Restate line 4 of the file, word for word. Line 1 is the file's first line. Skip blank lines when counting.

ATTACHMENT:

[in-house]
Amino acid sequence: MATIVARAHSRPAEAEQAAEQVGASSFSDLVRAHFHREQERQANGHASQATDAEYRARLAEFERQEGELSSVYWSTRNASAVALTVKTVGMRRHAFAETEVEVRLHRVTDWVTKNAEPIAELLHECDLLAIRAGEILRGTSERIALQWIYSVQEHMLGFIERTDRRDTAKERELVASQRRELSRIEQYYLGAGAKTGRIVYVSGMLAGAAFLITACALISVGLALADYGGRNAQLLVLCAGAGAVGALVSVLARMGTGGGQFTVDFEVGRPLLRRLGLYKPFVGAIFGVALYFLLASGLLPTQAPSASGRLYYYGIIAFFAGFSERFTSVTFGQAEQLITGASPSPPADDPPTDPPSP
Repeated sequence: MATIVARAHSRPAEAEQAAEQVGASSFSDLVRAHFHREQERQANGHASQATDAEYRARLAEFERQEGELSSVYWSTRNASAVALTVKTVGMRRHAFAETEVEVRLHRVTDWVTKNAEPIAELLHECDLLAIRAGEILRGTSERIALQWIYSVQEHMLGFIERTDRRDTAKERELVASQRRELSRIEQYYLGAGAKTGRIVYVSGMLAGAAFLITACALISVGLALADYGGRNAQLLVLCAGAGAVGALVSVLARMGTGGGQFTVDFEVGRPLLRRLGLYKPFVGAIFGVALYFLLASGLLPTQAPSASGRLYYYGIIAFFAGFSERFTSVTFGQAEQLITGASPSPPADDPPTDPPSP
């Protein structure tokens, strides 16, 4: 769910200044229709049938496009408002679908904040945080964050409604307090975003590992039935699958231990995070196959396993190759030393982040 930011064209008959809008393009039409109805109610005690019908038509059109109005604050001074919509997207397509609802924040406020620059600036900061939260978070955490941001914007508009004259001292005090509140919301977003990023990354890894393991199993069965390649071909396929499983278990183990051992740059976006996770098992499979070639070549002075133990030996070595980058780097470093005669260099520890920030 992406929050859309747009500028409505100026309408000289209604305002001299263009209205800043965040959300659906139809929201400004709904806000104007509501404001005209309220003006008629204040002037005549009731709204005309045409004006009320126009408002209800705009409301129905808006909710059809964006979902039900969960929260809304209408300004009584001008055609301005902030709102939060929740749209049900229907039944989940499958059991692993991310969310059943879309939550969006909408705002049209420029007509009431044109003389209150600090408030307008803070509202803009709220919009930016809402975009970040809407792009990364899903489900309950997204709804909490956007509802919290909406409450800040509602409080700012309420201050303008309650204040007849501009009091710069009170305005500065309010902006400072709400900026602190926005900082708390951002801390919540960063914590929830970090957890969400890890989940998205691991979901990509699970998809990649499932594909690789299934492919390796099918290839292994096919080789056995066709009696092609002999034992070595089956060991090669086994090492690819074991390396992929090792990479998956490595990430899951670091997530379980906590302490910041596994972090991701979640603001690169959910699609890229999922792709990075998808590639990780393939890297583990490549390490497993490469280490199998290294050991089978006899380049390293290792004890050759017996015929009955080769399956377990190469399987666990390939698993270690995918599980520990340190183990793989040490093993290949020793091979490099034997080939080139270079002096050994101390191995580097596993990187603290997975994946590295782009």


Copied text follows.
């Protein structure tokens, strides 16, 4: 769910200044229709049938496009408002679908904040945080964050409604307090975003590992039935699958231990995070196959396993190759030393982040 930011064209008959809008393009039409109805109610005690019908038509059109109005604050001074919509997207397509609802924040406020620059600036900061939260978070955490941001914007508009004259001292005090509140919301977003990023990354890894393991199993069965390649071909396929499983278990183990051992740059976006996770098992499979070639070549002075133990030996070595980058780097470093005669260099520890920030 992406929050859309747009500028409505100026309408000289209604305002001299263009209205800043965040959300659906139809929201400004709904806000104007509501404001005209309220003006008629204040002037005549009731709204005309045409004006009320126009408002209800705009409301129905808006909710059809964006979902039900969960929260809304209408300004009584001008055609301005902030709102939060929740749209049900229907039944989940499958059991692993991310969310059943879309939550969006909408705002049209420029007509009431044109003389209150600090408030307008803070509202803009709220919009930016809402975009970040809407792009990364899903489900309950997204709804909490956007509802919290909406409450800040509602409080700012309420201050303008309650204040007849501009009091710069009170305005500065309010902006400072709400900026602190926005900082708390951002801390919540960063914590929830970090957890969400890890989940998205691991979901990509699970998809990649499932594909690789299934492919390796099918290839292994096919080789056995066709009696092609002999034992070595089956060991090669086994090492690819074991390396992929090792990479998956490595990430899951670091997530379980906590302490910041596994972090991701979640603001690169959910699609890229999922792709990075998808590639990780393939890297583990490549390490497993490469280490199998290294050991089978006899380049390293290792004890050759017996015929009955080769399956377990190469399987666990390939698993270690995918599980520990340190183990793989040490093993290949020793091979490099034997080939080139270079002096050994101390191995580097596993990187603290997975994946590295782009």